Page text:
Broadly defined, business ethics focuses on “the study of business situations, activities, and decisions where issues of right and wrong are addressed” [31]. In this sense, business ethics comprises the study of the collective or ‘legal entity’ that produces goods and services, as well as its individual members and external stakeholders related to the business. From this perspective, technology corporations can be seen as powerful and pioneering collectives that maintain close relationships with governments and regulators via public affairs, lobbying, and corporate political activity, sometimes also close collaborations regarding security and intelligence [6, 71].

Corporate misconduct and shady business practices have substantially contributed to the growth of business ethics as a discipline and, in a broader vein, the advancement of governance and regulation [132, 161]. Over the past decades, business ethics has built a profound literature body dealing with various corporate scandals and implementing positive organizational ethics [24, 122]. Some of these ethics and (corporate) social responsibility discussions have been gradually formalized and led to voluntary (soft), and mandatory (hard) law, guiding business practices in both national and transnational realms [28, 133], thus, triggering an institutionalization of organizational ethics [83, 98, 146]. Nonetheless, corporate misconduct and challenges with implementing ethics in firms’ daily practices persist, indicating limitations of institutionalizing ethics in businesses [7, 8, 95, 119, 126]. Consequently, AI ethics may gain from insights into both the success and failures of institutionalizing business ethics in recent decades.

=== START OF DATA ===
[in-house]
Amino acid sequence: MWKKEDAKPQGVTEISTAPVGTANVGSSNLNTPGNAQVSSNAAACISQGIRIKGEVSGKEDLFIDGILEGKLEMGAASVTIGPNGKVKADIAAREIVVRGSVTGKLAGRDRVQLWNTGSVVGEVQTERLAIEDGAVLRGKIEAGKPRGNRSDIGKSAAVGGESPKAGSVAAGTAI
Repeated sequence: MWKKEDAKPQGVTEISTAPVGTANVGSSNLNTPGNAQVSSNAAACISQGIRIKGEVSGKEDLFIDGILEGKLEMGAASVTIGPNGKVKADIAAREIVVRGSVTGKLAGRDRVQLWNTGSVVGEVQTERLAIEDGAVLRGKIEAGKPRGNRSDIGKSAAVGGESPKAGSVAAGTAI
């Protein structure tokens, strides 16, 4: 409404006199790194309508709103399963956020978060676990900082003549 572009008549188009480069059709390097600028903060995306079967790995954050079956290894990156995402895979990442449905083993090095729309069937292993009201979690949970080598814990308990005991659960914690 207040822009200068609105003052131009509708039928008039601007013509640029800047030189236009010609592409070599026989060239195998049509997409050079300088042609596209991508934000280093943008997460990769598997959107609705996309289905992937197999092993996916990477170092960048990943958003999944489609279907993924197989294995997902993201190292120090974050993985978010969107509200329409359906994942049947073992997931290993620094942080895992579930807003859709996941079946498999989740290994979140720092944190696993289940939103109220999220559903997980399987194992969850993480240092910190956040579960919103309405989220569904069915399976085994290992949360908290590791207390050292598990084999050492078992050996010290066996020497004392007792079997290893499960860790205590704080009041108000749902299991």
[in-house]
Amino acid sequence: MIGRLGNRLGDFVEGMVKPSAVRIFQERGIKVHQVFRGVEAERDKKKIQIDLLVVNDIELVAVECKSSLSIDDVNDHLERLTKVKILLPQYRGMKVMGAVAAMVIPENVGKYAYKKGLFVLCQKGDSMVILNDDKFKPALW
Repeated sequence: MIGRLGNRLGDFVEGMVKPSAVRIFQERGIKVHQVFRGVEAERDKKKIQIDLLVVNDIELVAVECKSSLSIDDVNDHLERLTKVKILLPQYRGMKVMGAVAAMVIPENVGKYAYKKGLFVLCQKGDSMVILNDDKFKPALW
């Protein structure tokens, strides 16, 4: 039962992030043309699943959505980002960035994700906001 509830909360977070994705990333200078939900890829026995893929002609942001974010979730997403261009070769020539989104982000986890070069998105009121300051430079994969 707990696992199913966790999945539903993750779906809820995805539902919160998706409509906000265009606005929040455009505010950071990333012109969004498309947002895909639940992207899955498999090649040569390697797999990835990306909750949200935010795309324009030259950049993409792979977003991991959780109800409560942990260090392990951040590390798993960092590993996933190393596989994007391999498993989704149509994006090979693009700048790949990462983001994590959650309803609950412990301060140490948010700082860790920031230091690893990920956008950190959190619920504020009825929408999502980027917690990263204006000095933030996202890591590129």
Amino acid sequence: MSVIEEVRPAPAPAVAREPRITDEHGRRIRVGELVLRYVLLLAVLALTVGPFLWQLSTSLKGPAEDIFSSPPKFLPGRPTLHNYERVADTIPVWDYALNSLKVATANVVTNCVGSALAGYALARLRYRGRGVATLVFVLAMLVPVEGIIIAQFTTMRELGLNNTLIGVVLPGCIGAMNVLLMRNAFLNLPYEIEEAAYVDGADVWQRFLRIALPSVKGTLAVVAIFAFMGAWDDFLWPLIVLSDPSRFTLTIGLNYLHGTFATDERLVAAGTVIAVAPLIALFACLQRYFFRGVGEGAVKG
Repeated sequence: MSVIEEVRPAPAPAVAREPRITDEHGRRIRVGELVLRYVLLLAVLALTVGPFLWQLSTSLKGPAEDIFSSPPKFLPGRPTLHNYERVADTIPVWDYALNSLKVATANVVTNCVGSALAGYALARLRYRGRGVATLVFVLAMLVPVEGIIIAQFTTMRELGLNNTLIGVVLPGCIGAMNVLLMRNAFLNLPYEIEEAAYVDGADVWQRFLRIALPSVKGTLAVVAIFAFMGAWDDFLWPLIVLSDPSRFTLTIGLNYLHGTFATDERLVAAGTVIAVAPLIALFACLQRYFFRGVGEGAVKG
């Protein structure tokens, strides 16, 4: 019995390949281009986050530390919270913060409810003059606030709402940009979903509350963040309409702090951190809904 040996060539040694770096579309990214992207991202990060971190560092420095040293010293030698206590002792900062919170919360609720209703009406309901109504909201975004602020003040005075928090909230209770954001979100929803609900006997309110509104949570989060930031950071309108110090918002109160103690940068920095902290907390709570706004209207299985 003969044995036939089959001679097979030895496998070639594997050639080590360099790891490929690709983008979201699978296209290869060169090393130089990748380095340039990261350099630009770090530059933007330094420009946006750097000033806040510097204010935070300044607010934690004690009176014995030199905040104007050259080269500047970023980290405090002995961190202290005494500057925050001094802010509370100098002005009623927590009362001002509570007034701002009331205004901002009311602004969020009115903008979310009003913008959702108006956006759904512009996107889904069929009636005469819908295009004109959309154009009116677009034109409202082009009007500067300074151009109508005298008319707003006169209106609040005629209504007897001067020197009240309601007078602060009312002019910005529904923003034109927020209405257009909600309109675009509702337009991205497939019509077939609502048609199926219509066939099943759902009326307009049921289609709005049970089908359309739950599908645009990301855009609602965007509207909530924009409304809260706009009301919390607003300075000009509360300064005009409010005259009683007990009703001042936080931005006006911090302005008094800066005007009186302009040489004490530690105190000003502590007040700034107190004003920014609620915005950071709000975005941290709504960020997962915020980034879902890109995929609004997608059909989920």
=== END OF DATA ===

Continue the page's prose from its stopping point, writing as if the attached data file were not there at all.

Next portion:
In the following, we suggest five well-researched and institutionalized topics and concepts established for decades in business ethics that may help to advance the current debate and institutionalization of AI ethics: (1) stakeholder management, (2) reporting on non-financial digital issues, (3) corporate governance and regulation, (4) AI/tech ethics in tertiary education, and, the overarching topic, (5) Greenwashing and digital ethics washing. Thus, we will outline the new and thriving discourse on AI ethics of recent years as a (sub-) discipline of the broader field of applied ethics, conjointly with business ethics as a valuable source of knowledge about the success and failures of institutionalizing organizational ethics [32, 51, 69, 142, 149]. We then depict each of the five core concepts by elaborating on the current AI ethics challenges while highlighting the knowledge transfer bridge from business ethics. Ultimately, we point out where limitations and potential for cross-fertilization between business and AI ethics arise, stressing the value of joining forces between applied ethics fields.

AI ethics as a (sub-) discipline of applied ethics